Made By: Thrustmaster
Available for: Xbox 360/PC
Transparency: This controller was provided free of charge by Thrustmaster for review. Roughly 9-10 hours were spent testing it.
Third-party controllers are in abundance. Go on Google and simply search for ’em and you’ll be greeted by quite a few to choose from, but the important thing is that while there is no shortage of them the vast majority are utterly useless in comparison to the official stuff that comes with your console. In particular the Xbox 360 controller is a thing of majestic beauty that few can rival. And yet Thrustmaster has stepped forth with a new controller aimed primarily at racing fans to do battle with the official controllers. Hurrah for them, and such.
So let’s start with the basics: opening the damn thing. In true fashion the box proved a formidable adversary, but eventually I came away victorious by means of a bloody sharp knife. Inside the box is, of course, the controller itself, which for this review was tested on the Xbox 360, but it can also be used with a PC, and a few bits of paper that explain exactly how to connect the aforementioned controller to your beloved console of choice. These bits of paper are pretty pointless, though, because this is a wired controller meaning all you have to do is plug the USB cable into your console and off you go. Who needs manuals? And for those undoubtedly wondering, no, there’s no wireless version of the controller available, so for the love of all that’s remotely holy try not to get drunk and trip over the damn thing. Unless you were also filming it. In which case put it on Youtube and become famous for the wrong reasons.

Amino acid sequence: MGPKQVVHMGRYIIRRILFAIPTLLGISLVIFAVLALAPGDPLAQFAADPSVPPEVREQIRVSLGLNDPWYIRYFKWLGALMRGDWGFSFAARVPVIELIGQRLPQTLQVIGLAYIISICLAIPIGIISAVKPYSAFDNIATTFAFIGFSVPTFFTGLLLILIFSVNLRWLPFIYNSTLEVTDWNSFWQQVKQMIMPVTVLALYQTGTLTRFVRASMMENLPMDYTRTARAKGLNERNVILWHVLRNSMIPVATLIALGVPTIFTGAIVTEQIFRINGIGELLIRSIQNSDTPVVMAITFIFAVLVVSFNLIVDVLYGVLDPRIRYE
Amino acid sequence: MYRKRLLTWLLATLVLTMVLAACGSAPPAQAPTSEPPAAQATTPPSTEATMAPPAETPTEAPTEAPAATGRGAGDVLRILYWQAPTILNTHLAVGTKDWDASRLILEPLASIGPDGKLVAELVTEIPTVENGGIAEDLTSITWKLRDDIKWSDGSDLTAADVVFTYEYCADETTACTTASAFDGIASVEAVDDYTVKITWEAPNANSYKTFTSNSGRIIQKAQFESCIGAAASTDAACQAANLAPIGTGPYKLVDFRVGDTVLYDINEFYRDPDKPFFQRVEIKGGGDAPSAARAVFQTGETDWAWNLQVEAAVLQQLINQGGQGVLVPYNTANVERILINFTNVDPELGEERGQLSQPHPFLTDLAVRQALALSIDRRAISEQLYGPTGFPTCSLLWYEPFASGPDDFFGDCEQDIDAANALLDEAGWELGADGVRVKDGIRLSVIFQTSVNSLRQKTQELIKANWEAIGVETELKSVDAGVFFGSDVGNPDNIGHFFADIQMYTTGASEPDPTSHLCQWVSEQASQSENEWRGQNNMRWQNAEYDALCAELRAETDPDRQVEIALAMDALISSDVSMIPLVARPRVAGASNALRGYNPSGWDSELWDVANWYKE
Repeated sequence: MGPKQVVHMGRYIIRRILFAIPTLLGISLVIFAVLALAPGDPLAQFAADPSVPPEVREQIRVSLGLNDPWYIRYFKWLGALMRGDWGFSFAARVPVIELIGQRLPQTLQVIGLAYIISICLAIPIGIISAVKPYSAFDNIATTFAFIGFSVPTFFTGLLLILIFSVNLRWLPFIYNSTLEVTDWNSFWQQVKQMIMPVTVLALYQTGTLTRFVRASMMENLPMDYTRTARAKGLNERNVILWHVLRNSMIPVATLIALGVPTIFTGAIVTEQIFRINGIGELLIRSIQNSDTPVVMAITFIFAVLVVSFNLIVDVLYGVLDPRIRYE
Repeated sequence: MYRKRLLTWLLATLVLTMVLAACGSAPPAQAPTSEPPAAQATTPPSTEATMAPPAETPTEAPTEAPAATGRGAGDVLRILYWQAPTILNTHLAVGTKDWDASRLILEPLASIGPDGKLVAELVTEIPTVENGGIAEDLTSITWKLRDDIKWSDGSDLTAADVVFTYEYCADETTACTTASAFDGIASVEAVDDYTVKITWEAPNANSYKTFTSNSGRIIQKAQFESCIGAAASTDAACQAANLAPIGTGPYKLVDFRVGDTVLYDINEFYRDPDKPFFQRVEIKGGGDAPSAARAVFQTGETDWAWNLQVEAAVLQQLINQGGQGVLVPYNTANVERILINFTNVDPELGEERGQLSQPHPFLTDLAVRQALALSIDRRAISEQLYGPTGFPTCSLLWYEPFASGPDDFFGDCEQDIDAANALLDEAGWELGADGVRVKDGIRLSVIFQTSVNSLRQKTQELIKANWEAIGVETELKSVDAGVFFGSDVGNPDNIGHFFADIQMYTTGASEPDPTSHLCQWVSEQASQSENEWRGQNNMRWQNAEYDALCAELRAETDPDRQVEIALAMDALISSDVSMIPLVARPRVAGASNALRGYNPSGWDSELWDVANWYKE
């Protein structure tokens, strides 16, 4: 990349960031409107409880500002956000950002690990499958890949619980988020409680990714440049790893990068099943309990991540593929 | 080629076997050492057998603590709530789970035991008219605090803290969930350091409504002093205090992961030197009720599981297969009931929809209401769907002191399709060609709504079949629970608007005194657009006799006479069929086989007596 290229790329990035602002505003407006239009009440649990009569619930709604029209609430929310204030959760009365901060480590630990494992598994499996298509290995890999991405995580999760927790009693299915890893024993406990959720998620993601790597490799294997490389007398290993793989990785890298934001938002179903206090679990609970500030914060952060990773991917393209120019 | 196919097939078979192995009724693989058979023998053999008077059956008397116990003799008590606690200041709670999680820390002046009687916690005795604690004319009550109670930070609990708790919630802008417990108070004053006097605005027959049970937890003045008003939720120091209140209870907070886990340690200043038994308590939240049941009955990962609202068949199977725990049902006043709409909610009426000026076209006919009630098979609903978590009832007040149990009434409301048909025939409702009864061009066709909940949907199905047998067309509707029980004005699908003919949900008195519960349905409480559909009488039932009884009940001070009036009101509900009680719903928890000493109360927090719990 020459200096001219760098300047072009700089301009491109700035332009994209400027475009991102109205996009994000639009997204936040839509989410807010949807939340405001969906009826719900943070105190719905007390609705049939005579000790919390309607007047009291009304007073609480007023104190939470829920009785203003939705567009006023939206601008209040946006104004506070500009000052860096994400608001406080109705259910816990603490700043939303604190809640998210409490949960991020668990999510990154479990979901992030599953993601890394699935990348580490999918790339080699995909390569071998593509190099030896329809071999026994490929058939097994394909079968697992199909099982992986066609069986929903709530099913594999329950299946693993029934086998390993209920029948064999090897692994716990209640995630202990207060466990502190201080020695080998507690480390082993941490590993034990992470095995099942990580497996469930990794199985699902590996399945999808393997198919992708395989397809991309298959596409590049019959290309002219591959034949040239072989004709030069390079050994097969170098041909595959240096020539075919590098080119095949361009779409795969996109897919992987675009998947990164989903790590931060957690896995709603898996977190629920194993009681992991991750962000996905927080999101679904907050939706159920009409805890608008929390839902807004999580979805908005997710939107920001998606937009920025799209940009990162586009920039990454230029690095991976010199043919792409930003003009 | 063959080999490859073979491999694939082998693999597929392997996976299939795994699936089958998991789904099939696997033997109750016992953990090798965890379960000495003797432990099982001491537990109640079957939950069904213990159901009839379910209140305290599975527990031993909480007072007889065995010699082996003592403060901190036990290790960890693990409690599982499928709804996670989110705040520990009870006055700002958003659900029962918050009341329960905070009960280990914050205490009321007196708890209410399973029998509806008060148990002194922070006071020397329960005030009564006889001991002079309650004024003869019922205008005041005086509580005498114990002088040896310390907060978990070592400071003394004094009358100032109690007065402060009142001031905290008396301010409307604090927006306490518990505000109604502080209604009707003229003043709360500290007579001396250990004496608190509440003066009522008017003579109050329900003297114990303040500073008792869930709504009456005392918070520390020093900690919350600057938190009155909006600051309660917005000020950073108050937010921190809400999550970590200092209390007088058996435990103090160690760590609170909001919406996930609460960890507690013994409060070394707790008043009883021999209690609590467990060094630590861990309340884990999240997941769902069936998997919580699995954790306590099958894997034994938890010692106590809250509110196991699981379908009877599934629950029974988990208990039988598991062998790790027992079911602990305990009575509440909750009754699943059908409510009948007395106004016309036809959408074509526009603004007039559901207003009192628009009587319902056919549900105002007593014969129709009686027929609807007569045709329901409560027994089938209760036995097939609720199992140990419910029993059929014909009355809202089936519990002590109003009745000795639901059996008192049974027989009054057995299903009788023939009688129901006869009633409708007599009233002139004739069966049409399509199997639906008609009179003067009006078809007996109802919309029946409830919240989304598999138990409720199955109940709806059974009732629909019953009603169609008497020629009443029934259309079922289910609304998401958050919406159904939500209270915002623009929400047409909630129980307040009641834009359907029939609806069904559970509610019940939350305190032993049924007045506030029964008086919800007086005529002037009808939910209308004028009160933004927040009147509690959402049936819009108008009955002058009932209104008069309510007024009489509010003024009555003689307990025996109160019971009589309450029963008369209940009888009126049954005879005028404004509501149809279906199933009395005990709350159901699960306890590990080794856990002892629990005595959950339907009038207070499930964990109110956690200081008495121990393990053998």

Now that it’s out of the box lets see what we’ve got here. The GPX boasts all the buttons you’d expect to see on an Xbox 360 controller, supports vibration (steady there) and of course a connection point for your headset so that you can communicate with your fellow apes. Humans. Whatever. It sports a very simple black design with the Thrustmaster logo proudly stamped on the left and two curving lines to give it a little extra flair. It’s a tad smaller than the official controller in size and is fairly light in the hand, having been constructed out of a sort of cheap feeling plastic. In terms of aesthetics, then it’s not exactly something you’re going to sit there and admire for hours on end, but it looks nice enough and at least the brightly colored buttons contrast nicely with the black finish. It’s also worth pointing out that there’s also an officially licensed Ferrari version of the controller available, which features a red and white paintjob. After that, though things start to get a bit more interesting: the controller also boasts triggers with extra curve that sit higher and have extra tension for better throttle and brake control, 16-bit resolution analog sticks for increased accuracy, shiny lights behind those extra-accurate sticks and two sets of lights on the front of the controller. These two rows of four LEDs each on the front light up as you press down on the triggers, depending on exactly how much force you’re applying, allowing you to judge how much throttle and brake you’re using. Meanwhile the backlighting on the analog sticks responds to actions in-game, so for example while playing Forza: Horizon the lights behind the sticks get brighter as the tyres squeal in protest, or if you’re playing a shooter they’ll pulse when you get shot. Should fancy lights not be your thing then both can be turned off using the two buttons situated on the top of the controller, one for both the LEDs and the backlit-sticks.